The strategy of the commons

Who has the right to the land and its space? Even the countryside can feel differently depending on how it is managed. In Germany and many other countries in Europe you can walk across other people’s land without fearing that they might shoot you. In England it’s romantically called ‘the right to roam’ . If you want to enjoy yourself in Germany, you can only walk on other people’s property (Betretungsrecht) to enjoy nature, but in Sweden, Norway, Finland, Switzerland and Scotland you can even camp (Jedermannsrecht).

I noticed this when riding around on a bicycle in Australia that outside of cities all farms have fences around them and so most of the time the land available to roam just consists of road reserves and the occasional state forest that doesn’t have a fence. But not all is great with public right of ways and the great freedom of the outdoors in England. Councils still have maintenance responsibility and with shrinking budgets clearing all the paths seems to be an issue. This article states that roughly one tenth of the rambler’s paths are difficult to access.

In Australia

Victoria has a similar problem with maintenance. Road reserves and recreation reserves are maintained by councils who are suffering form rate-capping and so they are trying to minimise their maintenance burden. In the USA (where, as everyone knows, everything is better…) it’s much more common that certain housing estates have a kind of body corporate that maintains the road reserves and vegetation, resulting in much nicer looking roads.

It’s also interesting to compare what kind of vegetation will be chosen purely from a maintenance perspective. Landscape architects almost exclusively select from a palette of hardy, slow growing, easy to maintain species that won’t cause much trouble but also contribute very little to the general amenity like shade, interest or fruit.
Say we want to surround ourselves with great outdoor areas that everyone can access in the city, who could maintain them?

  1. The people who live closest to them
  2. Council employees
  3. Landscapers hired by a body corporate kind of governance structure
  4. Goats …  but that would be a short-lived landscape

Let’s go through that together.

The people who live closest to them

This is the communist ideal. Of course if everyone has a job and not a basic income, the actual people won’t have time to do it. The other problem is the understandable lack of dedication if the place is open to being vandalised and the fruits (literally) of their labour are accessible by the public. So most likely they would pay someone to do it and organise it in a non-corporate way. People do maintain public land sometimes, like in the vegetable gardens I encountered next to the ring road M80 in Melbourne. Here, people planted fruit trees and gardens and I even saw a flock of chickens walking around. This is because there is no road (only a bike path behind the noise wall and their properties back onto it, so it feels private and protected, even though it is public.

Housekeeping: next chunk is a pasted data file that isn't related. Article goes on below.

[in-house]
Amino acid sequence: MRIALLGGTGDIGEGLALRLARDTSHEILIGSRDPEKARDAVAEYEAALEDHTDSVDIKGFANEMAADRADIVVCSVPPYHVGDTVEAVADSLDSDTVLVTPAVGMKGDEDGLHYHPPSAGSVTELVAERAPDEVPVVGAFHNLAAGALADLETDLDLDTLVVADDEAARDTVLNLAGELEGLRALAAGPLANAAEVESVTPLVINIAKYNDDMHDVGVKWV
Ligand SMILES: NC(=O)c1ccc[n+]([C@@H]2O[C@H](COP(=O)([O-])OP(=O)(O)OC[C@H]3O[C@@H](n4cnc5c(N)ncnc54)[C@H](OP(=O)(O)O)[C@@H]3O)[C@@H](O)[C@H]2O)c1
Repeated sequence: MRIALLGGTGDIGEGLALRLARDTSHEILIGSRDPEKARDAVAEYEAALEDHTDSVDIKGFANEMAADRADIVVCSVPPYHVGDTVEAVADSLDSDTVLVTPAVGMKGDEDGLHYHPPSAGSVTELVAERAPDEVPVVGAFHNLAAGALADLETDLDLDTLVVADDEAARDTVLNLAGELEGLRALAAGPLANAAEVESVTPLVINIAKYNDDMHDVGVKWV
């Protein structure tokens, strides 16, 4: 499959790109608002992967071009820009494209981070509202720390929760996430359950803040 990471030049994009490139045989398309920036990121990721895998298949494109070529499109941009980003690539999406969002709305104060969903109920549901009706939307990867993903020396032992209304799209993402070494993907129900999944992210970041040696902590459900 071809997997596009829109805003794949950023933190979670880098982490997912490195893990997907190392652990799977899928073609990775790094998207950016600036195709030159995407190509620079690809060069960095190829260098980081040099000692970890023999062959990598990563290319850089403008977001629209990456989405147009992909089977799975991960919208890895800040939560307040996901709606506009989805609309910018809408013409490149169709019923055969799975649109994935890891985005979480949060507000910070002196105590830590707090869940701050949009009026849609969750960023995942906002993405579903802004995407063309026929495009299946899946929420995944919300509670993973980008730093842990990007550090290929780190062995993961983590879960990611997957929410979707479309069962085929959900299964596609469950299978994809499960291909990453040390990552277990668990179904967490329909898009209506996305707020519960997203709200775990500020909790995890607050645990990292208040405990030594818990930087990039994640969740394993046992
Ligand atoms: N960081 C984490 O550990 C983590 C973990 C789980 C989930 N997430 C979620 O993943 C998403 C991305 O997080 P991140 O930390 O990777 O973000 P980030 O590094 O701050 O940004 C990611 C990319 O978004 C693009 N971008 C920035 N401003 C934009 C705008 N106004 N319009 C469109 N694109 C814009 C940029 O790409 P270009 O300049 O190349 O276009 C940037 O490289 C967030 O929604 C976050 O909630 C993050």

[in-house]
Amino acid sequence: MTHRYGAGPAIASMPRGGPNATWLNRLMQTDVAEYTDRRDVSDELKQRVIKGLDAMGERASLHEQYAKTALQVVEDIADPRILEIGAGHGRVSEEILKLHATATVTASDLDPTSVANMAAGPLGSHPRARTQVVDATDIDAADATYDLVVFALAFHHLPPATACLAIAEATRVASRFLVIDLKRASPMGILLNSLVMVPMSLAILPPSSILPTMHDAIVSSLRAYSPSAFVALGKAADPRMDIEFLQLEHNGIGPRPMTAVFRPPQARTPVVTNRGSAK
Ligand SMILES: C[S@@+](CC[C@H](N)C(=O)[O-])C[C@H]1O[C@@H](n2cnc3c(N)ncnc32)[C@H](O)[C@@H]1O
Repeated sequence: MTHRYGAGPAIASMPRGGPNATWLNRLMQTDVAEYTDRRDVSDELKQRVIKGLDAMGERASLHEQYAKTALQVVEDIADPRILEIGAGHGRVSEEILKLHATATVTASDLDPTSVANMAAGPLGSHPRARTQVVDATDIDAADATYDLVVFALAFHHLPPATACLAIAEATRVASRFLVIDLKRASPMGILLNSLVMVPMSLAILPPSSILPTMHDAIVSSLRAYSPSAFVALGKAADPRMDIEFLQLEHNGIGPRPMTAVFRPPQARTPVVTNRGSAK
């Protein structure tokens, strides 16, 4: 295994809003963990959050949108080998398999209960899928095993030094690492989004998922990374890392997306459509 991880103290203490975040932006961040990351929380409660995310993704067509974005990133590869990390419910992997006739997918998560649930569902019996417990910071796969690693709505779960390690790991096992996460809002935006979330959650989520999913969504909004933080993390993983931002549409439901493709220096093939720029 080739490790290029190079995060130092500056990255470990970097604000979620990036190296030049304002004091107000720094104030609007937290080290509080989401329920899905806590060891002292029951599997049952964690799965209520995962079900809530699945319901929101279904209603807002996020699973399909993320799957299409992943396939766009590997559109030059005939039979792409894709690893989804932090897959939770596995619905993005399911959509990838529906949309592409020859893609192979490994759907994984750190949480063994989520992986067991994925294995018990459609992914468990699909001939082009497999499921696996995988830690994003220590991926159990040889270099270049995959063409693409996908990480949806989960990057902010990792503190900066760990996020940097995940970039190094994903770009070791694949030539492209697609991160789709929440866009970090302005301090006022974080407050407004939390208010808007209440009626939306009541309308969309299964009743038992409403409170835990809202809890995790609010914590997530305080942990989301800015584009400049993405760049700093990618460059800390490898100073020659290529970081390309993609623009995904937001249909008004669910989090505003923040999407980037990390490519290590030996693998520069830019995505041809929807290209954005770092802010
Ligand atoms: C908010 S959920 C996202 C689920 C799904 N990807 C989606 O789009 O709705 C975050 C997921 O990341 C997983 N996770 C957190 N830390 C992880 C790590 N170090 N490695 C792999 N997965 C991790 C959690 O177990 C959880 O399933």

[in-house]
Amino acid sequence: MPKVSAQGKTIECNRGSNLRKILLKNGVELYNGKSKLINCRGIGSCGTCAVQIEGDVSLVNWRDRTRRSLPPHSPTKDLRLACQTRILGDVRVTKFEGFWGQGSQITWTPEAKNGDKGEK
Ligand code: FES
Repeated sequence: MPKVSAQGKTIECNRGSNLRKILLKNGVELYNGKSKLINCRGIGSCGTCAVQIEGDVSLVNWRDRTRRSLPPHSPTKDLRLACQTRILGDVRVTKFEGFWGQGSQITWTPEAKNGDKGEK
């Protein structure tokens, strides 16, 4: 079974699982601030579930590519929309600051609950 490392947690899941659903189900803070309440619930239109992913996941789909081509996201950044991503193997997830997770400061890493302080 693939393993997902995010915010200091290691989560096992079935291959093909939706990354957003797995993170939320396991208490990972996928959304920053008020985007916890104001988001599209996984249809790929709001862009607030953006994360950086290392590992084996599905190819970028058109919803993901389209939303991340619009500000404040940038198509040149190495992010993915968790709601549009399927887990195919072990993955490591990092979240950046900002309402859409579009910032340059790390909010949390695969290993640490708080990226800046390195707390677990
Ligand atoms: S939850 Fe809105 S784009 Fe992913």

Even better for this sort of thing are housing clusters where 8 to 12 houses are arranged around a common green area. In Finland this is a popular way to live. This cluster creates a bit more privacy and feeling of belonging among the neighbours. Essential is, that the locals organise and own the common land so that they can make the decisions on how to use and present the space. It should still be accessible to the public though.

Council employees

This is how it’s mostly done in Australia and it’s fair to say that the maintenance of public places just covers the essentials. There is a lot of vandalism because of lack of feeling of ownership and little customisation. People complain to council if something isn’t to their liking and council needs to send someone to fix it up or threaten fines. Not a very positive system. Also, there aren’t enough people working at councils to really get into each space and make it beautiful. Which makes public land maintained by council rather stale and not unique.

Landscapers hired by body corporates

This is the non-utopian version of the self-governance. Neighbours pay fees that are used to maintain the landscape. This can lead to great landscapes, which are edible and water-sensitive if done right. But also politicking and bickering at body corporate level are a common occurrence.


Yeah nah, maybe not a good idea.

Semi-private, well maintained common land can be a great asset for a community, especially if houses have a large frontage to the green space. There is a limited radius in which we interact with our neighbours, you wouldn’t walk a block to talk to a neighbour, so having a few neighbours nearby in a cluster is a great idea to foster community and have a common space where children can play and adults can garden. I want to see more housing clusters to find out how they work.